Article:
According to PwC Israel, there has been an increase of three types of financial crime since COVID: customer fraud, employee fraud, and cybercrime. Businesses are having to focus more on their AML efforts to adopt a proactive approach and increase their resources, especially with the rise in people working from home.

At the end of 2021, Israel published new AML/CTF rules that included requirements that investors had to report crypto holdings exceeding 200,000 new Israeli shekels (about $61,000) to tax authorities. A statement by Israel’s Ministry of Justice said, “This provision, which complements the provisions of the [AML order], is intended to guide the supervised bodies in the implementation of a risk-based approach to dealing with money laundering risks and terrorist financing.”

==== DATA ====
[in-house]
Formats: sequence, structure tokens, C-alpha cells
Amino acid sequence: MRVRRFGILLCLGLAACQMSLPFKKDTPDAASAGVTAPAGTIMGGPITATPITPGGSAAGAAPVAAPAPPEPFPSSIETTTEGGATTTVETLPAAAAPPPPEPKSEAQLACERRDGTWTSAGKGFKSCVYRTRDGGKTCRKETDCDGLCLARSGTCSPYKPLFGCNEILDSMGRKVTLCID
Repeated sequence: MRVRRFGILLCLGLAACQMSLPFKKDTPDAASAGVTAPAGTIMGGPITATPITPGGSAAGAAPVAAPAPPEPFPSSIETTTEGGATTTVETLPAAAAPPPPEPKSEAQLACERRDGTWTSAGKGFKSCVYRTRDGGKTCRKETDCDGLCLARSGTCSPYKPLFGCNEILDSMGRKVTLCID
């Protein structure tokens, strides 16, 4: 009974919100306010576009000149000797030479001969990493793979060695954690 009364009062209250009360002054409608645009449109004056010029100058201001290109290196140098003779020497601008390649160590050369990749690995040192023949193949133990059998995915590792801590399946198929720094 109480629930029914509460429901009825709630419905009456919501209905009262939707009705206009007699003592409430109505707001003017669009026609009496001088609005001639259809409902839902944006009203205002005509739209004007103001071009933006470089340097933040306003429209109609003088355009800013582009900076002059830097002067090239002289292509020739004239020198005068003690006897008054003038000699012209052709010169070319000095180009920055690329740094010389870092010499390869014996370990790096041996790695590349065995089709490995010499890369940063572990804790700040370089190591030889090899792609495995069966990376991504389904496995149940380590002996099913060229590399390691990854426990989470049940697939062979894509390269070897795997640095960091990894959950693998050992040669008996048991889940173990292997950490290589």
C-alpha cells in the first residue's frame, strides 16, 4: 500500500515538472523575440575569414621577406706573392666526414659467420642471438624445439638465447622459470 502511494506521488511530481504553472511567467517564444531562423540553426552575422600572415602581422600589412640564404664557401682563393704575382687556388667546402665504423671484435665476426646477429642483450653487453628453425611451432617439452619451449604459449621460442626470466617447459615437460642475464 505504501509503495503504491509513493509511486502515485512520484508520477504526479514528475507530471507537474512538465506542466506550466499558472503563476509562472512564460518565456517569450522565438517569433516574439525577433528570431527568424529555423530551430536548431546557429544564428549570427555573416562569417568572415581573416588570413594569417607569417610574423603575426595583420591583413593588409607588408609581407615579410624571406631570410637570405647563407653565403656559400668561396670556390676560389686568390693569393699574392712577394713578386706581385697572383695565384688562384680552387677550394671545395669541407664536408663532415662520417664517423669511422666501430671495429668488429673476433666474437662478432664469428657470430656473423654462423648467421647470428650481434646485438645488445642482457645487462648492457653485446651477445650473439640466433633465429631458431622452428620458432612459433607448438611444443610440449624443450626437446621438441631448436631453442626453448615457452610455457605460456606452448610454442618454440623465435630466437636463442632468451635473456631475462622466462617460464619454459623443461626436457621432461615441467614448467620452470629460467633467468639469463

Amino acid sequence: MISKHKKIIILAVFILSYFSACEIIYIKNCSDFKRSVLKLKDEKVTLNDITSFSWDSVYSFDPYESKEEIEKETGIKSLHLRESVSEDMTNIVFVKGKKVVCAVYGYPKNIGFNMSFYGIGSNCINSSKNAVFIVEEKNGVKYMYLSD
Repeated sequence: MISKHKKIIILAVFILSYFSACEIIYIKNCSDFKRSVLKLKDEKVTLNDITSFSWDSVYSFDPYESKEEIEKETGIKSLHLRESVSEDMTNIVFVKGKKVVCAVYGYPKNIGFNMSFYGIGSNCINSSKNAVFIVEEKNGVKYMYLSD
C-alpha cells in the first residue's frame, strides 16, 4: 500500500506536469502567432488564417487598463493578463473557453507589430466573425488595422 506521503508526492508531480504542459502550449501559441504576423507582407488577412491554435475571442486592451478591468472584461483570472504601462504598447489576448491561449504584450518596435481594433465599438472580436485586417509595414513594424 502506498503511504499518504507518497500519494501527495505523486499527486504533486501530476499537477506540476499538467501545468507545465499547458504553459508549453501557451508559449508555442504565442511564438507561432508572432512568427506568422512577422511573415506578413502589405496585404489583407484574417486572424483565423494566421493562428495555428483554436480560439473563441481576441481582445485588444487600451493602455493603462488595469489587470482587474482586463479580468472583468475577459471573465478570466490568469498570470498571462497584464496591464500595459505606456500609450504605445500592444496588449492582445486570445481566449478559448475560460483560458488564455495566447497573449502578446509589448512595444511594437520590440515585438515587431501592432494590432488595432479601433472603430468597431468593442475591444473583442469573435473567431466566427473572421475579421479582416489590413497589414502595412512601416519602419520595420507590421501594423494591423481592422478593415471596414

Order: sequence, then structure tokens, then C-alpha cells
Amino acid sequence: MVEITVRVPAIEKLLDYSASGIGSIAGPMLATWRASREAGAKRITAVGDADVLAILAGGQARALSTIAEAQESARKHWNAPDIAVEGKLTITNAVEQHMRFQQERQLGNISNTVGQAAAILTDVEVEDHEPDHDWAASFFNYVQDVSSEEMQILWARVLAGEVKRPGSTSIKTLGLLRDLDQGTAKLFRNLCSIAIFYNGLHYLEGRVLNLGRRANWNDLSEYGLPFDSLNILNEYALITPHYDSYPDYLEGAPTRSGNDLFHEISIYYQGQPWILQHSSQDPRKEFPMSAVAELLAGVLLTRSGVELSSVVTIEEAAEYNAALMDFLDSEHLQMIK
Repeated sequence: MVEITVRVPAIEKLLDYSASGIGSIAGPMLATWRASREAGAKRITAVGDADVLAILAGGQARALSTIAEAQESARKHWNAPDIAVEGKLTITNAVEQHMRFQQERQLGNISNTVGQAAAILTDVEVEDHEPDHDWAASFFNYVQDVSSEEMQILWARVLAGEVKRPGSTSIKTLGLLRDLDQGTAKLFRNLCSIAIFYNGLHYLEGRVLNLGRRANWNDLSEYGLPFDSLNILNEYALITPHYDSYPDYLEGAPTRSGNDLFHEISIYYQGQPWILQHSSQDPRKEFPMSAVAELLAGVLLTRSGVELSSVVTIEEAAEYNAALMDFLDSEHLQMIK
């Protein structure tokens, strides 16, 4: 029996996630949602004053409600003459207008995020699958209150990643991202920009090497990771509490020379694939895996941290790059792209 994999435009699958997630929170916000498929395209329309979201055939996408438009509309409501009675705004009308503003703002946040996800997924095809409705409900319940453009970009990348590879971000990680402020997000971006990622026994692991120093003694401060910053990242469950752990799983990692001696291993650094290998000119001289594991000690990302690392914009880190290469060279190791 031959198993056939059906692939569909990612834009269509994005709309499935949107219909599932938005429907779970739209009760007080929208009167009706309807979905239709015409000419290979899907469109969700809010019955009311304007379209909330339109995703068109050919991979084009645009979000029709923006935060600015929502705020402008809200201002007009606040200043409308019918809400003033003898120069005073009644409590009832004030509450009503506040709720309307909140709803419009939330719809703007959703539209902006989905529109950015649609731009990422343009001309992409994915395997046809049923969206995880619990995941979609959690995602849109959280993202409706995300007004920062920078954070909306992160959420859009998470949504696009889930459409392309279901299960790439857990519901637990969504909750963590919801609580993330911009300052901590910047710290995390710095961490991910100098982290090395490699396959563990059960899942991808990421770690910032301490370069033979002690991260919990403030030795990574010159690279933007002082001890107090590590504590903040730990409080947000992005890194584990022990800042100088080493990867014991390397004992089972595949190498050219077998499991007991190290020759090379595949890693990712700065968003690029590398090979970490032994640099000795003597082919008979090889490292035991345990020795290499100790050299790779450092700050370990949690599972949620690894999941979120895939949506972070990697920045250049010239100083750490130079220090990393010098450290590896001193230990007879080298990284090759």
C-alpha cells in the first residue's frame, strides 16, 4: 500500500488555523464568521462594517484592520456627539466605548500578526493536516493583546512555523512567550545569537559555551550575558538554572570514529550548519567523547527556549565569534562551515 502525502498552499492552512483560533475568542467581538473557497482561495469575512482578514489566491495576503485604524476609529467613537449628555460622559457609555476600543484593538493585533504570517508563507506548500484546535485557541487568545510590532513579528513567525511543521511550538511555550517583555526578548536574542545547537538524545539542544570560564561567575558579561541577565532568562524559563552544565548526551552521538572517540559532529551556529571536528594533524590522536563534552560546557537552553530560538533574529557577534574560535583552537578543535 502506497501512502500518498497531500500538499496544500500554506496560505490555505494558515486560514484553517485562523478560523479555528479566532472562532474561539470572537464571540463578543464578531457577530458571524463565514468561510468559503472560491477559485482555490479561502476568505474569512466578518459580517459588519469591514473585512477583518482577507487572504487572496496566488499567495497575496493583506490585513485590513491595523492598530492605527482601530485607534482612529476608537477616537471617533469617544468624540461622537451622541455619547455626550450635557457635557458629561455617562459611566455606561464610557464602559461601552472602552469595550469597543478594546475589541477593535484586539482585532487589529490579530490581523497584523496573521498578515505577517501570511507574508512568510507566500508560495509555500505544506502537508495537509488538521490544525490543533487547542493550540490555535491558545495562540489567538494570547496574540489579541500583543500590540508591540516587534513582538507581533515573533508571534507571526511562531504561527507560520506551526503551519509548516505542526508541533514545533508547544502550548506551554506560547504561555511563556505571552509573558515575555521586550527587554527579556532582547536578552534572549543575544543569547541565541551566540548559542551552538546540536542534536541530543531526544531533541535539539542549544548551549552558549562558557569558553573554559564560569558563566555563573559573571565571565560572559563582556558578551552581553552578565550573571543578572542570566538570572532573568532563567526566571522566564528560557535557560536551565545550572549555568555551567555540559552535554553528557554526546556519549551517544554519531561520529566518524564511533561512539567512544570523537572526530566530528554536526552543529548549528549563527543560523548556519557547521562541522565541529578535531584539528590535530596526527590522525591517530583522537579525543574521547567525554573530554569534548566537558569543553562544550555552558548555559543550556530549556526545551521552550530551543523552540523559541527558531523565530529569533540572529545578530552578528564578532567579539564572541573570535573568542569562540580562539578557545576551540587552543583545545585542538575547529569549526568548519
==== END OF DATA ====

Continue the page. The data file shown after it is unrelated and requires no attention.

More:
Crypto adoption

There is a discrepancy in crypto adoption across this region, with more metropolitan areas like Dubai being clearly in favor, with the DMCC Crypto Centre boasting 20,000 companies in its network. According to Bitcoin.com, the Dubai World Trade Centre would become a “comprehensive ecosystem for cryptocurrencies and providers of related services.”

Cryptocurrencies offer an alternative financial service for those who are ‘unbanked’ in the population across Africa and the Middle East but will require some form of legislation to mitigate any money laundering risks. Currently, 42 countries have placed restrictions on cryptocurrencies, so this will need to be increased in 2022. Countries in the Middle East and Africa that have banned cryptocurrencies altogether are Egypt, Qatar, Iraq, Oman, Algeria, Tunisia, and Morocco.